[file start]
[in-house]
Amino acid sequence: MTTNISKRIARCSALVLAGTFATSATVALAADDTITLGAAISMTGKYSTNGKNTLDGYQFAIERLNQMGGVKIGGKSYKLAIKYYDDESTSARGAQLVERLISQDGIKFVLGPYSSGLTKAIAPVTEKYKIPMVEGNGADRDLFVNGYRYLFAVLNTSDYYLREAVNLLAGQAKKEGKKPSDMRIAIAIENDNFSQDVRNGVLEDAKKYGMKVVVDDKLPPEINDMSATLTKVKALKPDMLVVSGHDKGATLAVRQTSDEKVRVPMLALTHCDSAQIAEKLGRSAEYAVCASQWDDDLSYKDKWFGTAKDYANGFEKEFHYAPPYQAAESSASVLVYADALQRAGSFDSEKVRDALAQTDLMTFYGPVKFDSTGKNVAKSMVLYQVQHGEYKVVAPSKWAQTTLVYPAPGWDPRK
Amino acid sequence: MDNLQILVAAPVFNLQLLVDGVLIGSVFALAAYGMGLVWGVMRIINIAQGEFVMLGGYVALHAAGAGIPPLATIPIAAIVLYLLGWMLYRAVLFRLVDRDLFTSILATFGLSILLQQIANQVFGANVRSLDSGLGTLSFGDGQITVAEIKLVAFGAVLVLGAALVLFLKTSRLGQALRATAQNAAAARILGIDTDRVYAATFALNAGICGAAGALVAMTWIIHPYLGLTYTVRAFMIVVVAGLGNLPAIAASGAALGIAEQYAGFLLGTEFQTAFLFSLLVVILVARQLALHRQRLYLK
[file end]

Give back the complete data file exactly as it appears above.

[in-house]
Amino acid sequence: MTTNISKRIARCSALVLAGTFATSATVALAADDTITLGAAISMTGKYSTNGKNTLDGYQFAIERLNQMGGVKIGGKSYKLAIKYYDDESTSARGAQLVERLISQDGIKFVLGPYSSGLTKAIAPVTEKYKIPMVEGNGADRDLFVNGYRYLFAVLNTSDYYLREAVNLLAGQAKKEGKKPSDMRIAIAIENDNFSQDVRNGVLEDAKKYGMKVVVDDKLPPEINDMSATLTKVKALKPDMLVVSGHDKGATLAVRQTSDEKVRVPMLALTHCDSAQIAEKLGRSAEYAVCASQWDDDLSYKDKWFGTAKDYANGFEKEFHYAPPYQAAESSASVLVYADALQRAGSFDSEKVRDALAQTDLMTFYGPVKFDSTGKNVAKSMVLYQVQHGEYKVVAPSKWAQTTLVYPAPGWDPRK
Amino acid sequence: MDNLQILVAAPVFNLQLLVDGVLIGSVFALAAYGMGLVWGVMRIINIAQGEFVMLGGYVALHAAGAGIPPLATIPIAAIVLYLLGWMLYRAVLFRLVDRDLFTSILATFGLSILLQQIANQVFGANVRSLDSGLGTLSFGDGQITVAEIKLVAFGAVLVLGAALVLFLKTSRLGQALRATAQNAAAARILGIDTDRVYAATFALNAGICGAAGALVAMTWIIHPYLGLTYTVRAFMIVVVAGLGNLPAIAASGAALGIAEQYAGFLLGTEFQTAFLFSLLVVILVARQLALHRQRLYLK